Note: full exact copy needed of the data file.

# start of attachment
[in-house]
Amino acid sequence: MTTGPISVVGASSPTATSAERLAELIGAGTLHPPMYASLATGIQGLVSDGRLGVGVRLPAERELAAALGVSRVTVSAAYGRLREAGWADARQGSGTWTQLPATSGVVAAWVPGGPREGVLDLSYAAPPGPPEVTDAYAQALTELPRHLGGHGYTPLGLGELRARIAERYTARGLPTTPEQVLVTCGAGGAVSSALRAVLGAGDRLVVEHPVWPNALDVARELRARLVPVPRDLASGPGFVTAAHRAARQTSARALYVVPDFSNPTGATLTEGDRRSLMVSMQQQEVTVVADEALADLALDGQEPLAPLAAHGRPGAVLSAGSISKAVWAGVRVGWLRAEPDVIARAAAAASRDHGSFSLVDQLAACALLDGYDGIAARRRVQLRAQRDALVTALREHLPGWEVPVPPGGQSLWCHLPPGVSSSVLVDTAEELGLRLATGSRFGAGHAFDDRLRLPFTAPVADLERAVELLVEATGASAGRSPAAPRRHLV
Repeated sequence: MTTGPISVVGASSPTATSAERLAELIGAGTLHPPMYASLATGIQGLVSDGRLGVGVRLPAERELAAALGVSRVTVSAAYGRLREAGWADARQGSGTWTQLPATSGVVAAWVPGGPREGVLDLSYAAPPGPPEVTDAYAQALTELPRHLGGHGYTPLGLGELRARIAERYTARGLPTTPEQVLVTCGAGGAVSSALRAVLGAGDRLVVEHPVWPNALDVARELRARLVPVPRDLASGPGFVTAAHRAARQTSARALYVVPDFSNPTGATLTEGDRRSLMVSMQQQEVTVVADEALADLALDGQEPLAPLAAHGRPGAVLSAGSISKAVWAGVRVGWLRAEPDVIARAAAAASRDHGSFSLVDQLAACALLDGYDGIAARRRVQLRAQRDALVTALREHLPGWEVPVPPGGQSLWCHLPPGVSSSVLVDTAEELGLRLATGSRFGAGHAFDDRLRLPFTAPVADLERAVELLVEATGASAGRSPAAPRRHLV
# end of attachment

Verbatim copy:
[in-house]
Amino acid sequence: MTTGPISVVGASSPTATSAERLAELIGAGTLHPPMYASLATGIQGLVSDGRLGVGVRLPAERELAAALGVSRVTVSAAYGRLREAGWADARQGSGTWTQLPATSGVVAAWVPGGPREGVLDLSYAAPPGPPEVTDAYAQALTELPRHLGGHGYTPLGLGELRARIAERYTARGLPTTPEQVLVTCGAGGAVSSALRAVLGAGDRLVVEHPVWPNALDVARELRARLVPVPRDLASGPGFVTAAHRAARQTSARALYVVPDFSNPTGATLTEGDRRSLMVSMQQQEVTVVADEALADLALDGQEPLAPLAAHGRPGAVLSAGSISKAVWAGVRVGWLRAEPDVIARAAAAASRDHGSFSLVDQLAACALLDGYDGIAARRRVQLRAQRDALVTALREHLPGWEVPVPPGGQSLWCHLPPGVSSSVLVDTAEELGLRLATGSRFGAGHAFDDRLRLPFTAPVADLERAVELLVEATGASAGRSPAAPRRHLV
Repeated sequence: MTTGPISVVGASSPTATSAERLAELIGAGTLHPPMYASLATGIQGLVSDGRLGVGVRLPAERELAAALGVSRVTVSAAYGRLREAGWADARQGSGTWTQLPATSGVVAAWVPGGPREGVLDLSYAAPPGPPEVTDAYAQALTELPRHLGGHGYTPLGLGELRARIAERYTARGLPTTPEQVLVTCGAGGAVSSALRAVLGAGDRLVVEHPVWPNALDVARELRARLVPVPRDLASGPGFVTAAHRAARQTSARALYVVPDFSNPTGATLTEGDRRSLMVSMQQQEVTVVADEALADLALDGQEPLAPLAAHGRPGAVLSAGSISKAVWAGVRVGWLRAEPDVIARAAAAASRDHGSFSLVDQLAACALLDGYDGIAARRRVQLRAQRDALVTALREHLPGWEVPVPPGGQSLWCHLPPGVSSSVLVDTAEELGLRLATGSRFGAGHAFDDRLRLPFTAPVADLERAVELLVEATGASAGRSPAAPRRHLV